It can also be-

  • A demanding boss who rarely recognizes your efforts.
  • A co-worker who doesn't prefer a fair share of work.
  • All those rude phone calls if you are in a customer service job.

However, being professional under any circumstance is the most important factor, no matter how.

Here are some ideas for working with people whom you don’t like-

  1. Treat everyone with respect and courtesy as that’s the way you would like to be treated.
  2. You don’t have to end up as friends but you can find a good way to communicate and work together, without hurting anyone.
  3. If the other person is rude or unprofessional, gently refuse to be treated that way. Express your feelings calmly.
  4. The worst thing you can do is to be defensive. Ask yourself whether you really want to engage with someone who doesn’t worth your time and attention. You can use that effort and energy on getting some better things done.
  5. Accept the fact that you can’t get on with everyone in the workplace.

5. Unhappiness

It's most likely to affect your productivity. Dealing with disappointment and unhappiness will lower your energy and risk-taking capabilities. Thus, it will hold you back from all your accomplishments.

There can be several of feeling unhappy or low at work. Some of them are-

  • Not being rewarded and recognized for your achievements.
  • Circumstances in your personal life.
  • Poor relationship with co-workers
  • Unachieved goals.

Also read: The Ultimate Guide To Rewards and Recognition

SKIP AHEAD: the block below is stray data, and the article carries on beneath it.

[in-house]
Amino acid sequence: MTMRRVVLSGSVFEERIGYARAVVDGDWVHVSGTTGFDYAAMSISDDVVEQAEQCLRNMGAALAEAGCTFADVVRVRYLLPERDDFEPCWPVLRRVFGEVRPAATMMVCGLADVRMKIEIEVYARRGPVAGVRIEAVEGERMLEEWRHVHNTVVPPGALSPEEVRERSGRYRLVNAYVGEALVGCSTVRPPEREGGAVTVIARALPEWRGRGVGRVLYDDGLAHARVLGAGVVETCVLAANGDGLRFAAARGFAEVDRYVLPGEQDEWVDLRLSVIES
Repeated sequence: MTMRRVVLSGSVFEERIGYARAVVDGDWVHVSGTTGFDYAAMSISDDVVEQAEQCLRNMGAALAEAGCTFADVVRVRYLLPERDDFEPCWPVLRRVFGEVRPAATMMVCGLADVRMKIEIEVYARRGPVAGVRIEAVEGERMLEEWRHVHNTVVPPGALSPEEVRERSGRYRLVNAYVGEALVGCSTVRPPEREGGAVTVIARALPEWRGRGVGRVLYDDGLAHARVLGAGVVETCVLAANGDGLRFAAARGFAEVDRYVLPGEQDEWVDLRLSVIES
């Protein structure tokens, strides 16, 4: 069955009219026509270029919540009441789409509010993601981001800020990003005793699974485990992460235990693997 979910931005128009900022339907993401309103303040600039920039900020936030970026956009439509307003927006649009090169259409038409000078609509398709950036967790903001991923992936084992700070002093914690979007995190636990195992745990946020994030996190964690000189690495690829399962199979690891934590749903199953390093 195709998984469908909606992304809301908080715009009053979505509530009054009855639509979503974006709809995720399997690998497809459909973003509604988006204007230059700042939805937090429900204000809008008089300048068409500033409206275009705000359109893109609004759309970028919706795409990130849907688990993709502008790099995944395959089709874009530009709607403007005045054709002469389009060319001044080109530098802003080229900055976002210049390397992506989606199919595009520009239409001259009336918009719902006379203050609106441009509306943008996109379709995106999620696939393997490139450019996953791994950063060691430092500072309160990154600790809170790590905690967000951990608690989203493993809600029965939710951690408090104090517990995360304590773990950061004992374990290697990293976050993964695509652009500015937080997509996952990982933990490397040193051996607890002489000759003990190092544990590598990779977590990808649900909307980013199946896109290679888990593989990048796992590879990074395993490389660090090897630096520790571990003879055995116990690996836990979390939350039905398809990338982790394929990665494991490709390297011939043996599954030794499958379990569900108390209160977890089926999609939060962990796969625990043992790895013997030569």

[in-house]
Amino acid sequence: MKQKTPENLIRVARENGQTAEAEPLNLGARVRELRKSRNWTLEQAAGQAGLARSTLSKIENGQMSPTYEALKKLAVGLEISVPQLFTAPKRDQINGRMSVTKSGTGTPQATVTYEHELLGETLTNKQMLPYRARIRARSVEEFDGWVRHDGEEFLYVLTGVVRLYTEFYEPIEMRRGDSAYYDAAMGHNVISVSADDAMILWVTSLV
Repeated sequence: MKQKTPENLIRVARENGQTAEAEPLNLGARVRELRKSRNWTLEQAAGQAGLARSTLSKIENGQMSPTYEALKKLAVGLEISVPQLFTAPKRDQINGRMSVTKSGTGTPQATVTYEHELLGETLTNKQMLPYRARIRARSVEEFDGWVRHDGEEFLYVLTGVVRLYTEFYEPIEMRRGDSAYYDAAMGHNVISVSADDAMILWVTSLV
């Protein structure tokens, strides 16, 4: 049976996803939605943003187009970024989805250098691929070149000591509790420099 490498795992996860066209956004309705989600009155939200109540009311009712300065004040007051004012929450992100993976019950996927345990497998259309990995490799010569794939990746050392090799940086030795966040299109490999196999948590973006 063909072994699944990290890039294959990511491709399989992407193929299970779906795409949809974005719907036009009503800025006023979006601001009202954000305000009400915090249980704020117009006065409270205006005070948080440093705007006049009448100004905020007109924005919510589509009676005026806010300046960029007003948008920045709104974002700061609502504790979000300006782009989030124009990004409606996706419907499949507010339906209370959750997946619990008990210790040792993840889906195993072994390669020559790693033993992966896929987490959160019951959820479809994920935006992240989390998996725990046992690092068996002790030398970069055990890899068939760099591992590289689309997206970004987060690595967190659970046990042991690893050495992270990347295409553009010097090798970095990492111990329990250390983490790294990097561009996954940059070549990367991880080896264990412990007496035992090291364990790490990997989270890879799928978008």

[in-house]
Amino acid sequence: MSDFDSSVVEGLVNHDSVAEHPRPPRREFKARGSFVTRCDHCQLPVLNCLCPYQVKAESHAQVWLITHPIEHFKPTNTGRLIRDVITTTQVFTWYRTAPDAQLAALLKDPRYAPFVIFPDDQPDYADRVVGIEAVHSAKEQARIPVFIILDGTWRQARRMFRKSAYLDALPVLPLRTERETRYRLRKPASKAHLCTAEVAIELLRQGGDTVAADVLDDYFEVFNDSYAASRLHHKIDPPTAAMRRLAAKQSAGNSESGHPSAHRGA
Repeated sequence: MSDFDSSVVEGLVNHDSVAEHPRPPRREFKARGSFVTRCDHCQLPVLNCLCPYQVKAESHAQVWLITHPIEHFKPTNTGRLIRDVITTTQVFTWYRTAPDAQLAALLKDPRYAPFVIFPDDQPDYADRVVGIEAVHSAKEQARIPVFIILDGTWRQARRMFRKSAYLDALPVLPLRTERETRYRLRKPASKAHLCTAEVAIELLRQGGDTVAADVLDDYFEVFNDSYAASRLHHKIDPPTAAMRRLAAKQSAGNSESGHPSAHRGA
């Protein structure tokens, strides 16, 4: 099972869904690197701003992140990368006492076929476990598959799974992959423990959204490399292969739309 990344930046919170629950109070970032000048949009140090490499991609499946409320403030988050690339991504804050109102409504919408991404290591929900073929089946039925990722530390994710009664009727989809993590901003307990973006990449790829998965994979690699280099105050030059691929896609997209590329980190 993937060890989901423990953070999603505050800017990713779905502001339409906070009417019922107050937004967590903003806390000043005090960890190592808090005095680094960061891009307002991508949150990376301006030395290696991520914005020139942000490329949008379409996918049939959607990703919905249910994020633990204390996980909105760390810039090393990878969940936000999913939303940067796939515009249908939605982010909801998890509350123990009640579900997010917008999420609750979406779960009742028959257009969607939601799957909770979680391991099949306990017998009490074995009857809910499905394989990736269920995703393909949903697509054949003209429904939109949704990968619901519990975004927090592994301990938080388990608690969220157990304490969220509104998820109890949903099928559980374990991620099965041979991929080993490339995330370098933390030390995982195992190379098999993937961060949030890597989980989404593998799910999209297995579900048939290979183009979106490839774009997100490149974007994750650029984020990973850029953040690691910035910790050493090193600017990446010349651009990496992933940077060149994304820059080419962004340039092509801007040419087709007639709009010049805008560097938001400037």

All of these can lead to feelings of worthlessness and despair, and if left unchecked, it can, with time, turn into depression.

Here are some constructive steps you may take to dealing with unhappiness:

  1. Identify the problem which is making you unhappy. Brainstorm ways to resolve it and waste no time in doing so.
  2. Relook into your goals. If needed, readjust them. Nothing is more important than your happiness.
  3. Communicate, communicate, and communicate. Communication is the key. The more you share your feelings, the happier you will be.
  4. Understand the fact that not everything is your cup of tea. You will have to compromise and let things go their way.
  5. Wear a smile because believe it or not, it’s more powerful than you know.

Should we focus only on the negative emotions in the workplace?

Probably, yes. Because most people don't need techniques to control their positive emotions, feelings of happiness, anticipation, sympathy, or optimism generally do not damage or affect us. That's why, as long as we express positive feelings constructively and professionally, it's nice to have them on the job.

The Bottom Line

There may be instances at work when you have to deal with negative emotions. Learning to manage such emotions is of utmost importance in today's competitive work environments, and the inability to do so can result in unwanted circumstances. Also, expressing positive emotions can have a positive impact at work and outside of it.

The proper management and channeling of emotions require effort and learning, but it can be very beneficial. It can help us recognize problems before they arise and maturely handle situations with control over our emotions.

This article was written by Shah Alif Ahmed and Susmita Sarma, who work as digital marketers at Vantage Circle. For any queries reach out to editor@vantagecircle.com